The Story and Plot Weekly Email is published every Tuesday morning.
Your Protagonist's Most Important Quality?
It's resilience. 100%.
By the end of your story, your protagonist should demonstrate resilience.
I know, I know.
How interesting could it be if every protagonist had this exact same trait?
It turns out, it's very interesting.
Yet, this is exactly what gets us creative people in an uproar. Our independent nature wants to scream out, “You can’t tell me what to do!”
But hear me out.
First, resilience is the trait that audiences admire most.
They have a tremendous emotional response to it. It matters to them, and so it should matter to us.
After all, evoking emotion from the audience is why we’re here, right?
Characters that stick with it, characters that overcome, characters that inspire.
These are the things of great stories.
Next, and far more importantly, if your character DOESN’T exhibit resilience…
You didn’t test them enough.
Their journey was too easy.
And if it’s too easy, it’s not interesting, and it’s not transforming.
The old version of who they are needs to be killed off. That doesn’t happen if things are just inconvenient.
It happens because the protagonist looks at their life -- consciously or unconsciously -- and realizes the old way doesn’t work.
Make sure you look at your story from this angle.
It’s best to do this in the outline phase. It may be necessary to do it in rewrites, but it’s more difficult to implement then.
Do it right the first time: in the outline phase.
To do this, ask yourself two questions:
1. What is the worst thing that could happen to the protagonist at the end?
We’re talking in terms of the tone and genre here. We need to answer this question in terms of the specific story.
These are the stakes the protagonist confronts. This is what they risk.
This is often character-specific. What may break one character may not break another. One person may be uniquely qualified and, therefore, unaffected by the prospect of going broke. Being broke could easily lead another character to total despair.
Asking someone out on a date might create an existential crisis for one high school kid, but be the daily activity of another.
In an action or horror film, the worst-case scenario will likely be quite brutal and totally inappropriate for a light comedy.
Just riffing here from memory, the worst thing that can happen in:
- KRAMER VS KRAMER - He could fail as a single father, then lose custody.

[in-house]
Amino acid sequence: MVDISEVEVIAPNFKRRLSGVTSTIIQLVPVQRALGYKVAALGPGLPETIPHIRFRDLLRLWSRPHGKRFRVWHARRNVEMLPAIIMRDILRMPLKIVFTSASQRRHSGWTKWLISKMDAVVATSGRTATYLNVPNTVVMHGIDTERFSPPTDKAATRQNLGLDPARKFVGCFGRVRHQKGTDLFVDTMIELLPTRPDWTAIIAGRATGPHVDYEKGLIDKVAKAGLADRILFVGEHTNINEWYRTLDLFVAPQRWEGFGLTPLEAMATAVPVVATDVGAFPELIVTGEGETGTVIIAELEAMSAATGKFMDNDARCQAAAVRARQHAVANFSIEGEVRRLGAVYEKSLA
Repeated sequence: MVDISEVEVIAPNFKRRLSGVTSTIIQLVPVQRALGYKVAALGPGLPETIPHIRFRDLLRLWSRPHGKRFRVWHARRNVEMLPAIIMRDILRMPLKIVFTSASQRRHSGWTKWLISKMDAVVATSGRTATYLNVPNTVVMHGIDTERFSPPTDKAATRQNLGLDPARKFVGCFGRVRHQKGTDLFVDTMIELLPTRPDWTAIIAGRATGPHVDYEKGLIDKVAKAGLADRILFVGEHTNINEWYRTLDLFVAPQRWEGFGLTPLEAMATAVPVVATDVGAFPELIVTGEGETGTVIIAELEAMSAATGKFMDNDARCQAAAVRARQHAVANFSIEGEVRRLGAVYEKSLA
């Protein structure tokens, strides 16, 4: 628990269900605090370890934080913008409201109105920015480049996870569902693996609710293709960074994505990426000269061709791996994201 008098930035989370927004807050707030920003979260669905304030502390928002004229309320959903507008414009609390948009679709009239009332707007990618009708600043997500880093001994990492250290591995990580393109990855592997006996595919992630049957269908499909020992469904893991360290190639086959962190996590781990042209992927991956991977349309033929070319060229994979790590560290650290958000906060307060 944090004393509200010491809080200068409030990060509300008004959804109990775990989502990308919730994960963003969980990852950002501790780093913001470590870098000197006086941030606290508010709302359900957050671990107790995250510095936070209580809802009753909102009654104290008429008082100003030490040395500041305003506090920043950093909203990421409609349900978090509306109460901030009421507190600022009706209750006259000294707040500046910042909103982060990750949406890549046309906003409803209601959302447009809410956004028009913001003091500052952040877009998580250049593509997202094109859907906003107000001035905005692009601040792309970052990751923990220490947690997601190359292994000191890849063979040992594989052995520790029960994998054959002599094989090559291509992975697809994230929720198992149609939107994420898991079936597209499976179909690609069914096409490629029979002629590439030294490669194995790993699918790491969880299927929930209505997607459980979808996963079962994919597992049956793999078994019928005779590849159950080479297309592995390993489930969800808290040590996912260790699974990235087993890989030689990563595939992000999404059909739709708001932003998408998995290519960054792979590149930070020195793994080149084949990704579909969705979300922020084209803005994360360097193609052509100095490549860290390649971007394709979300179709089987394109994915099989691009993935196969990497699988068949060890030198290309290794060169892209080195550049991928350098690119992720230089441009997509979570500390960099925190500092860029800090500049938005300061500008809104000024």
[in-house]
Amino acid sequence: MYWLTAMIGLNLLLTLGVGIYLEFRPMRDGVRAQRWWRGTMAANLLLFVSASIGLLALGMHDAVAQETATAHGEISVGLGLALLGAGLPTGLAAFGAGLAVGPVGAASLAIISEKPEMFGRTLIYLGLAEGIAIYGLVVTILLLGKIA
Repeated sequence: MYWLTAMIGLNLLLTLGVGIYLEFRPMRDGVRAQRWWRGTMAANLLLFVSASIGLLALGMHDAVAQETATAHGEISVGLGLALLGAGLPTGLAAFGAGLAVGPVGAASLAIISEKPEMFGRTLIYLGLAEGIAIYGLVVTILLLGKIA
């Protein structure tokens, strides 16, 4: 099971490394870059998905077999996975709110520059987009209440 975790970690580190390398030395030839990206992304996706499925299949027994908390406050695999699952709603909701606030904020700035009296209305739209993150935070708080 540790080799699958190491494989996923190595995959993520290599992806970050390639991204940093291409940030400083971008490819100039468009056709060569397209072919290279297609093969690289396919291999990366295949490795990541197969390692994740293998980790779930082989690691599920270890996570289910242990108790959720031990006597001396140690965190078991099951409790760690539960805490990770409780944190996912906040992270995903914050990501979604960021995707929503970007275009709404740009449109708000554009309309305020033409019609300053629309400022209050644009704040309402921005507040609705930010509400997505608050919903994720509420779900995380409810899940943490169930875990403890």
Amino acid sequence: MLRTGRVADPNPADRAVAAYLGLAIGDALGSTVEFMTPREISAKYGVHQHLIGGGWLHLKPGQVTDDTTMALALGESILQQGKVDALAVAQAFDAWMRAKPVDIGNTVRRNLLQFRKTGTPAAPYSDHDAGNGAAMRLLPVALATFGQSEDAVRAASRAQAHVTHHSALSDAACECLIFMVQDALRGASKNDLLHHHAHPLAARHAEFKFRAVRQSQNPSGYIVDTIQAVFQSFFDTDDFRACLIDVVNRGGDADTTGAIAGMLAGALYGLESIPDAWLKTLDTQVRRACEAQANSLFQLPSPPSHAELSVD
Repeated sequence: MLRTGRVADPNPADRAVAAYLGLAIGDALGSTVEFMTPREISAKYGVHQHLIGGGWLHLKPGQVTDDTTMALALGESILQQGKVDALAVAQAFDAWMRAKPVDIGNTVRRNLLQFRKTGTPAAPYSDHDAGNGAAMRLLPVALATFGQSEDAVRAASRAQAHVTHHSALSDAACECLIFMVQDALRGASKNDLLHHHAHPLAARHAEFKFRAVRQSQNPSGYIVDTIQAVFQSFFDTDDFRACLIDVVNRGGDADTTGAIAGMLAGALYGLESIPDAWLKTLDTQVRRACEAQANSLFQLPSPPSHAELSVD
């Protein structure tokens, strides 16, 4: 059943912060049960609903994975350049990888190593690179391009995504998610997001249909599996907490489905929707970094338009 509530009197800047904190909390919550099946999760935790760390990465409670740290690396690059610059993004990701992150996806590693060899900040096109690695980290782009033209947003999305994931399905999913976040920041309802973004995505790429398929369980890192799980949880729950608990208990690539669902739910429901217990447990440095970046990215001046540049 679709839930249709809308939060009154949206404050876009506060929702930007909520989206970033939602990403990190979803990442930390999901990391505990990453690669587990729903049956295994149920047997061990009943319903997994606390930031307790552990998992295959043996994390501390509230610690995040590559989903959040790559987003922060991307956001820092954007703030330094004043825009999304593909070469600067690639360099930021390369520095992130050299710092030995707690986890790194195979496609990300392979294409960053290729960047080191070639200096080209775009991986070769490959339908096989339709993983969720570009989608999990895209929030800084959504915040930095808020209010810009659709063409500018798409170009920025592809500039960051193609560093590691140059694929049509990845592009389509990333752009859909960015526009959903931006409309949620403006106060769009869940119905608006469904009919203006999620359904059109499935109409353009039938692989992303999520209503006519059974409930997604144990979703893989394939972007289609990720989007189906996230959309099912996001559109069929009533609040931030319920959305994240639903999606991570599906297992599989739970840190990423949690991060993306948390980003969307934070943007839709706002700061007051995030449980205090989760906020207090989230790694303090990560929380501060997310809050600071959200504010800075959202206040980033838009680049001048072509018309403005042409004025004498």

- BOOK SMART - They could regret their choice to bypass the high school experience.
- WORLD WAR Z - He could lose his family.
- GROUNDHOG DAY - He never moves on to the next day. Like, ever.
- RATATOUILLE - He is never accepted as a chef and lives an unfulfilled life as a rat.
- BRIDESMAIDS - She will be alone. No friends, no career, no meaning.
Does it take courage for the protagonist to know the stakes and keep going?
Now, many characters spend the movie not facing these stakes. They are trying to solve their problem in the unskilled ways of the earlier versions of themselves.
For those characters, we want to look exclusively at the third act. Are they facing it then? Are they dealing with it?
And does the character show resilience in doing so?
If not, perhaps the stakes are not high enough,
2. What is the worst thing that happens to them in Act 2?
Unlike the previous question, this one definitely happens. Someone dies. There is loss, pain, and devastation. Spirits are nearly broken. Something.
We want this answer to be rough. This can be the final straw that kills off their old self or, for those that remain steadfast, be the biggest test of their certitude.
- KRAMER VS KRAMER - His wife returns and wants custody.
- BOOK SMART - Their friendship dissolves.
- WORLD WAR Z - He learns his family is kicked off the ships. His whole motivation for the mission is gone
- GROUNDHOG DAY - He can’t even kill himself.
- RATATOUILLE - Linguini kicks him out and threatens to treat him like a rat.
- BRIDESMAIDS - She loses her shit and ruins her friends bridal shower. She is alone. No friends, no career, no meaning.
We are looking for something here so bad they could choose to turn around and give up, and no one would blame them.
But they don’t. Like in every instance, they ask “what now?” and eventually carry forth, no matter how much their confidence or faith is shaken.
Important: When we ask ourselves what the worst thing is, we are not limiting ourselves to just that. We want plenty of obstacles to overcome.
We ask ourselves this to determine whether it all collectively is dramatically satisfying and whether it is enough that it requires change to overcome.
We want an emotional response from the audience, and we want transformation.
One way to test this is whether we can say with certainty that by the end of the movie, the one trait this character has absolutely, definitely, 100% displayed…
Seth Sherwood (HELL FEST, LEATHERFACE) was kind enough to visit the Story and Plot Pro Monday night class last week to discuss his writing process and the intricacies of creating horror.
Seth has also just published a book, The Scary Movie Writer's Guide. It's pretty great, and I recommend it, both from a screenwriting aspect and as a fun read. Seth knows and understands horror. He thinks like a teacher, and he shares like a true fan. The book is also beautiful.
If you want to get a taste, you can download some of the forms he offers.
If you're into horror, do yourself a favor and check it out.
That's A Wrap
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